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Being the only FT

 
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MedellinHeel



Joined: 16 Jan 2014

PostPosted: Mon May 26, 2014 8:41 pm    Post subject: Being the only FT Reply with quote

Anyone done this? How did it turn out?

Seems a bit concerning to be the only FT at an academy.
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ttompatz



Joined: 05 Sep 2005
Location: Kwangju, South Korea

PostPosted: Mon May 26, 2014 8:52 pm    Post subject: Re: Being the only FT Reply with quote

MedellinHeel wrote:
Anyone done this? How did it turn out?

Seems a bit concerning to be the only FT at an academy.


Pretty common at smaller academies.

Recipe for disaster for newbies.

.
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DosEquisXX



Joined: 04 Nov 2009

PostPosted: Tue May 27, 2014 4:14 am    Post subject: Reply with quote

It's pretty depressing. My work environment was very hostile as a result of having nobody to interact with. The Korean teachers wanted nothing to do with me and even at lunch they didn't sit next to me. I was always sitting alone.

I strongly suggest trying to find an academy with at least one other foreign teacher. That way you have somebody to talk to other than yourself.
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beentheredonethat777



Joined: 27 Jul 2013
Location: AsiaHaven

PostPosted: Tue May 27, 2014 4:45 am    Post subject: Reply with quote

It's quite common in smaller academies. FT's make a lot more than KT and it's rather expensive to sponsor more than one, unless the owner is rich.

Let's see. I've worked in both private and public schools with/ and without foreigners. Initially, it was okay to have someone to talk to who understood the cultural differences, but over all, I personally prefer being the only foreigner, hands-down.

But to answer your question,I can think of five reasons why it may be problematic for you:
1)If this is your first time in Korea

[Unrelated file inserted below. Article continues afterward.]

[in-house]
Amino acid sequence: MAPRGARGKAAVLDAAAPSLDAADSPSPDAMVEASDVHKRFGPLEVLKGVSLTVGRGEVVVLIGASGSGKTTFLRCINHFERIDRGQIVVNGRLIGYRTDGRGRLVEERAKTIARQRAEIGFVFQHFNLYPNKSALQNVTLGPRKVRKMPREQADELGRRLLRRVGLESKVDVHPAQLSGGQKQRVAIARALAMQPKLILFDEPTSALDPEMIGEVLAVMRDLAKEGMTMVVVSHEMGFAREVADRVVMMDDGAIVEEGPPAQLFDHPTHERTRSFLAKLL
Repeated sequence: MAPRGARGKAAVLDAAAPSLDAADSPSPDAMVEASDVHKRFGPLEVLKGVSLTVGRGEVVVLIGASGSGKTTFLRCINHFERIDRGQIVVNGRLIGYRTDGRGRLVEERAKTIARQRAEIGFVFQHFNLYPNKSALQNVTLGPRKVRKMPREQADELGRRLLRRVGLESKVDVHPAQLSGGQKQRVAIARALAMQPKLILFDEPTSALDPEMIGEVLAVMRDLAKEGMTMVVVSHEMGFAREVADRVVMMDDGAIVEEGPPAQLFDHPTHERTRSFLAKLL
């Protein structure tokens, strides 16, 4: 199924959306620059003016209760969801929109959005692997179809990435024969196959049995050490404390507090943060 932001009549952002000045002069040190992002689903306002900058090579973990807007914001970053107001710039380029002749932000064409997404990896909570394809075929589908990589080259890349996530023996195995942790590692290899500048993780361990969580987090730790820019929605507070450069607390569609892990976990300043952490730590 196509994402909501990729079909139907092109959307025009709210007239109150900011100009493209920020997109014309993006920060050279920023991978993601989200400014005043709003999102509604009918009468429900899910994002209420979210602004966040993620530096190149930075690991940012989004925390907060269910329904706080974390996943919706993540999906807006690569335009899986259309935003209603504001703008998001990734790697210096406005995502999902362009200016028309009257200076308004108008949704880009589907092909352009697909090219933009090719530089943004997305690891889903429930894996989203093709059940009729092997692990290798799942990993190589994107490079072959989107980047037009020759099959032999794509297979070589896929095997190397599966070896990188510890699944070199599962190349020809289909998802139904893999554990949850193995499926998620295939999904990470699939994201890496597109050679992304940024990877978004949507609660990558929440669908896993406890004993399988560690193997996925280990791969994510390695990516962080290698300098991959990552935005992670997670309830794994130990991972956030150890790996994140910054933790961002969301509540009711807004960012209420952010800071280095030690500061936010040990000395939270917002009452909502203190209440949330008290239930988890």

2)If you're going to be an isolated area
3)If you don't speak Korean fluently
4)If your boss doesn't speak English well, or
5) If you require daily conversation with someone(Koreans teachers are usually too busy to notice you)

It will get old really quick being the only foreigner. Misunderstandings, depression, and loneliness may set in during the winter months.
Unless you value quiet time and isolation, please try to find a larger school.

Most of it depends upon your personality. I enjoy having my own private space and not being bothered. but I'm older and more settled in Korea.
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ghostrider



Joined: 27 Jun 2011

PostPosted: Tue May 27, 2014 5:45 am    Post subject: Reply with quote

I've been in that situation a few times. Sometimes it works out (if you have Korean coworkers who treat you like a normal human being). Other times it doesn't work out so well. At one academy I felt ignored and excluded a lot of the time. A lot of important things were never communicated to me or only at the last moment. Coworkers avoided sitting next to me when we'd eat out. Some people hardly ever spoke to me but would have conversations about me right in front of my face, "Weigookin blah, blah, blah...."
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EZE



Joined: 05 May 2012

PostPosted: Tue May 27, 2014 8:27 am    Post subject: Reply with quote